IBM WebSphere Business Events (hereafter called Business Events) helps you detect, evaluate, and respond to the impact of events based on the discovery of actionable event patterns. It enables you to define and manage events, so that you can take timely actions. This results in reducing the total cost of ownership through codeless implementation. To ensure that a Business Events deployment is highly available, your implementation should leverage the existing high availability features of WebSphere Application Server Network Deployment (hereafter called Application Server ND).
Currently, additional configuration is required to leverage this Application Server functionality in WebSphere Business Events. In this article, you'll learn how you can develop a highly available architecture using the inherent Application Server ND functionality along with specific application settings in WebSphere Business Events and WebSphere MQ (hereafter called MQ), to provide high availability.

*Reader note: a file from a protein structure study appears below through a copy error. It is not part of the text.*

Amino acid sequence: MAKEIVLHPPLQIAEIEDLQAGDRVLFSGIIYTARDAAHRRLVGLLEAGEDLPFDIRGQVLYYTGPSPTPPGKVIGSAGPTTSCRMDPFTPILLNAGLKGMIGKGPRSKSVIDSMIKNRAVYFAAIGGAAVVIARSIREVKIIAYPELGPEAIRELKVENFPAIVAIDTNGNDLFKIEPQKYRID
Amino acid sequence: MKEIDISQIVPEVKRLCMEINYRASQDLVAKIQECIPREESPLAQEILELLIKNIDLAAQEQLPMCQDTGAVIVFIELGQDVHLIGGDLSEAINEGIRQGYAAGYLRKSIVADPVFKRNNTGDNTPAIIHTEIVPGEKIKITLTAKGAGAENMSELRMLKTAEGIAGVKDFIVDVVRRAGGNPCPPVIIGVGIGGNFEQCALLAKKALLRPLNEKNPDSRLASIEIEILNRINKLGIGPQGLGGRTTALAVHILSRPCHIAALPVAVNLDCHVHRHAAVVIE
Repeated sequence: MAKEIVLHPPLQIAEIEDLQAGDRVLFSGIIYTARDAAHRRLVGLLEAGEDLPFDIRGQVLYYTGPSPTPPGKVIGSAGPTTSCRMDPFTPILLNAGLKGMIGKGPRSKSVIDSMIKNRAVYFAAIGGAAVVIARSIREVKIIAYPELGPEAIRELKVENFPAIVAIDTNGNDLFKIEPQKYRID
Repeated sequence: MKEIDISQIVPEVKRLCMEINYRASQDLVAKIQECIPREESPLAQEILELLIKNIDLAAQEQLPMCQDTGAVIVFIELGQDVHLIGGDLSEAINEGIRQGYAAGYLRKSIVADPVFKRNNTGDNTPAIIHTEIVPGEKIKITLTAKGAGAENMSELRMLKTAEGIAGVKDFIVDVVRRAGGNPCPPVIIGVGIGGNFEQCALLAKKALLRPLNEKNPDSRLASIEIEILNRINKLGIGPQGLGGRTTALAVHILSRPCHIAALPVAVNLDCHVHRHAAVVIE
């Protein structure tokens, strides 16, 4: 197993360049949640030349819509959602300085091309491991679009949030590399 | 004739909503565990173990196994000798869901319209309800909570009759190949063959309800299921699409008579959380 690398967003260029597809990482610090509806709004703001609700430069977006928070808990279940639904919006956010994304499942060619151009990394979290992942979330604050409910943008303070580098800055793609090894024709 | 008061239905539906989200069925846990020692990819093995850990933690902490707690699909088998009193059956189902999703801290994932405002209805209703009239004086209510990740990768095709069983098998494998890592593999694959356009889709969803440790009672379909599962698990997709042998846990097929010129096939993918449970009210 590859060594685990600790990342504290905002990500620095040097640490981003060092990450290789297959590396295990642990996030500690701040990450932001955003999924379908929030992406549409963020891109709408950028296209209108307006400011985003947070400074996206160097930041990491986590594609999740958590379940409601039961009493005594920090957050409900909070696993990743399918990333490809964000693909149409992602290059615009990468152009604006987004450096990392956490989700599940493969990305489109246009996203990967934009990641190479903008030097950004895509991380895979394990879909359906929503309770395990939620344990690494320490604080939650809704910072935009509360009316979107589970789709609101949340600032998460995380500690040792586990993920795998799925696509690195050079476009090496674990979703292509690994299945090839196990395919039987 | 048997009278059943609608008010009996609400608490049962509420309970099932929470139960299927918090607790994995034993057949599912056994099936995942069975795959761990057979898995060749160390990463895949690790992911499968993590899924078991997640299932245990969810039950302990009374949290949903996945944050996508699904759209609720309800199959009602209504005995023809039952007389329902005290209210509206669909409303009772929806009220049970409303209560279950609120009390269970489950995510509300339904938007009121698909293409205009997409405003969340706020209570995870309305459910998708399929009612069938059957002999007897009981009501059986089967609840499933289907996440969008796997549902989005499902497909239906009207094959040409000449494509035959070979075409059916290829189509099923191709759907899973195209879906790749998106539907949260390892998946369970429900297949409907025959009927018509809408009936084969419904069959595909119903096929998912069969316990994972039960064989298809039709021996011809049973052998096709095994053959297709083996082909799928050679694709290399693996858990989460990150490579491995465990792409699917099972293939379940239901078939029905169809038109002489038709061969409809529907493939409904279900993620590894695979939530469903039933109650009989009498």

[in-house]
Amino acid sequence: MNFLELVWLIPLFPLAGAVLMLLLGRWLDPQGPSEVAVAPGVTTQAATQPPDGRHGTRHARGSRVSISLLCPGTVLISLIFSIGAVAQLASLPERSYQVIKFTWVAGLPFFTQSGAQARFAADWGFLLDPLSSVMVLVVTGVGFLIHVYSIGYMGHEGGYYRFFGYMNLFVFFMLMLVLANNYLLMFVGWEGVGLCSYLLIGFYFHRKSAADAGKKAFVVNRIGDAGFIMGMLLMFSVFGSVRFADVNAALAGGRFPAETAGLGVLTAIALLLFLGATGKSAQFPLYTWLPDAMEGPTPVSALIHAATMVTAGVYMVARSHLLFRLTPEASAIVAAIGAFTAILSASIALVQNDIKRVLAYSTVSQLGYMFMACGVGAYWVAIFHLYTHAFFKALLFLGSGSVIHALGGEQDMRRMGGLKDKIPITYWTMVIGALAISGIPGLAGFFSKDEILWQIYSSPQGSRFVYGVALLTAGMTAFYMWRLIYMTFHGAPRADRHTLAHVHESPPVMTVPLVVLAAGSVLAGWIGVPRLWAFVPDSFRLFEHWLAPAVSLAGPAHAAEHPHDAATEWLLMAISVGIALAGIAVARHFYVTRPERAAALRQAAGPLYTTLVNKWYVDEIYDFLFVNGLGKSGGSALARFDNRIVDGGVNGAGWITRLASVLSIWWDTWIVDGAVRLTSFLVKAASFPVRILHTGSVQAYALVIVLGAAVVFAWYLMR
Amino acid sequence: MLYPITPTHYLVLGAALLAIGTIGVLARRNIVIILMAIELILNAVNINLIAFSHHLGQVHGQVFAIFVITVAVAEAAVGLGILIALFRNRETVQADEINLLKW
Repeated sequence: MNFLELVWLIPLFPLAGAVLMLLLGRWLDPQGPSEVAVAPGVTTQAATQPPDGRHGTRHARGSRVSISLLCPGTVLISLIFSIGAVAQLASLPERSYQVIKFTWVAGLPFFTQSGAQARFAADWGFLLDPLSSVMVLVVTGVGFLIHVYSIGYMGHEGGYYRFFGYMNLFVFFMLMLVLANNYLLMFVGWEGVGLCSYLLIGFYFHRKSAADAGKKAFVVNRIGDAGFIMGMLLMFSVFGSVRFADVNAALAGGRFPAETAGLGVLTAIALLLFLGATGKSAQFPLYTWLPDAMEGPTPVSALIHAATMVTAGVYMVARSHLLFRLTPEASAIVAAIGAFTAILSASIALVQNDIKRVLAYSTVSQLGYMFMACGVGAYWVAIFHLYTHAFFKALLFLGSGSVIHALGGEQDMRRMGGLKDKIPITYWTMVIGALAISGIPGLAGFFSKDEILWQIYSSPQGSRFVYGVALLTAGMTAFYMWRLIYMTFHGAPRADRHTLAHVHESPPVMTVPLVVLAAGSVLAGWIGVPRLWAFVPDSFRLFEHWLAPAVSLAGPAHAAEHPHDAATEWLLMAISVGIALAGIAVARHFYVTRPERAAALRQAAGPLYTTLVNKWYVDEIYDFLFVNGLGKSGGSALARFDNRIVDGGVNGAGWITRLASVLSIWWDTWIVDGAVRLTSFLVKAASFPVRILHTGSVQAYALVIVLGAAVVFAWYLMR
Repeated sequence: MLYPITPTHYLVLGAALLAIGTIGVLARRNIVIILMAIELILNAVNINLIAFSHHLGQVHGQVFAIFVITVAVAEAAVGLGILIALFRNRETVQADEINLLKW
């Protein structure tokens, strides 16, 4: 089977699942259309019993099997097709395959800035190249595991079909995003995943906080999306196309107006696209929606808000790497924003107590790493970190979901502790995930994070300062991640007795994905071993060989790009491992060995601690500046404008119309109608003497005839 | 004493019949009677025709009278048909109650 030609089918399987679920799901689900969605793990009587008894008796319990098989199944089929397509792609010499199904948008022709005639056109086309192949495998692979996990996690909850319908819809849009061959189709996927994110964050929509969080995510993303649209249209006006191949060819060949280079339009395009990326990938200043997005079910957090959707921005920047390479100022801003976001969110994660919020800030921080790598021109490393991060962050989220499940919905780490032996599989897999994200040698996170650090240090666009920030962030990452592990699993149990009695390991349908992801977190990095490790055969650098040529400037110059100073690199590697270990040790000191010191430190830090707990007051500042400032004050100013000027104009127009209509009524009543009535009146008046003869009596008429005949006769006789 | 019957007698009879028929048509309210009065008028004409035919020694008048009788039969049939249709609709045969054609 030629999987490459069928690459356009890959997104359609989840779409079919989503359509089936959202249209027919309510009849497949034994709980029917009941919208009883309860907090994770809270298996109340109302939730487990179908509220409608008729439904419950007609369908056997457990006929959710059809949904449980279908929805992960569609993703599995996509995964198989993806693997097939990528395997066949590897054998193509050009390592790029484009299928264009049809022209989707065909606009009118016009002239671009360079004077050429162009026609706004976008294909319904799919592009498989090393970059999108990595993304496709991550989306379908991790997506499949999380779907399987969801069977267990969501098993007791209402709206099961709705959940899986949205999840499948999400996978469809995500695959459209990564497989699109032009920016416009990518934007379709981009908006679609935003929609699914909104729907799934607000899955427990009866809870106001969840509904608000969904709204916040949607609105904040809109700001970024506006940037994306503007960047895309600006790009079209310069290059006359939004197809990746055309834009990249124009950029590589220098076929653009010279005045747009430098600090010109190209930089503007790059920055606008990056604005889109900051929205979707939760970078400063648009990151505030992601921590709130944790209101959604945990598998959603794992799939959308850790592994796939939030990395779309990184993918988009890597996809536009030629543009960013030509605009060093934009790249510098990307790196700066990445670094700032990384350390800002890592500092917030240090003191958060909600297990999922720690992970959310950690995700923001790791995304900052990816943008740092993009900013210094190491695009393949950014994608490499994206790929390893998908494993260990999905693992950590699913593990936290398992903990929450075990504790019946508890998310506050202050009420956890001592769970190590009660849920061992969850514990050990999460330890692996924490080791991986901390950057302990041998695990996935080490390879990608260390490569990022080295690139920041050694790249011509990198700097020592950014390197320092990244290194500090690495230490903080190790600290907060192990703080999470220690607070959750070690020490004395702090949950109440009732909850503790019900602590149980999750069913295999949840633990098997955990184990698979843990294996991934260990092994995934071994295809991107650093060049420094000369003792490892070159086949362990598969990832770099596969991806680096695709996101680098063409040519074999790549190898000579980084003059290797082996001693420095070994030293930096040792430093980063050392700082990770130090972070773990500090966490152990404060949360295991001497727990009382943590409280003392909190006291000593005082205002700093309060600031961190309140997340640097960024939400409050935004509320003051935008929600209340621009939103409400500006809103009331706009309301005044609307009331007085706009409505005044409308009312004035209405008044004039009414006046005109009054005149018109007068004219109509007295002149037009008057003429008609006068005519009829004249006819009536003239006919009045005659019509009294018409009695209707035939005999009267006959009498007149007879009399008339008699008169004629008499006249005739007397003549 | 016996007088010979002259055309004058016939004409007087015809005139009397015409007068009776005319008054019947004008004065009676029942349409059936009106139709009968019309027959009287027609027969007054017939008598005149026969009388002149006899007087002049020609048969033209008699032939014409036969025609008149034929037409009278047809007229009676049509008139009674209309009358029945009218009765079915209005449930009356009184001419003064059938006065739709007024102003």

The term "high availability" has many definitions, but the term most often refers to a system that is available most of the time, for example, one that has minimal downtime, such as a scheduled downtime, which is required for upgrades or maintenance. Availability is measured in percent uptime divided by the total time. High availability is when this number is greater than 99.x, where the x represents between one and three positions of accuracy (for example, 99.999 percent availability is called “five nines availability”).
The terms availability and high availability can have very different meanings depending on the audience. These terms often describe a variety of business goals and technical requirements, from hardware-only availability targets to mission-critical targets.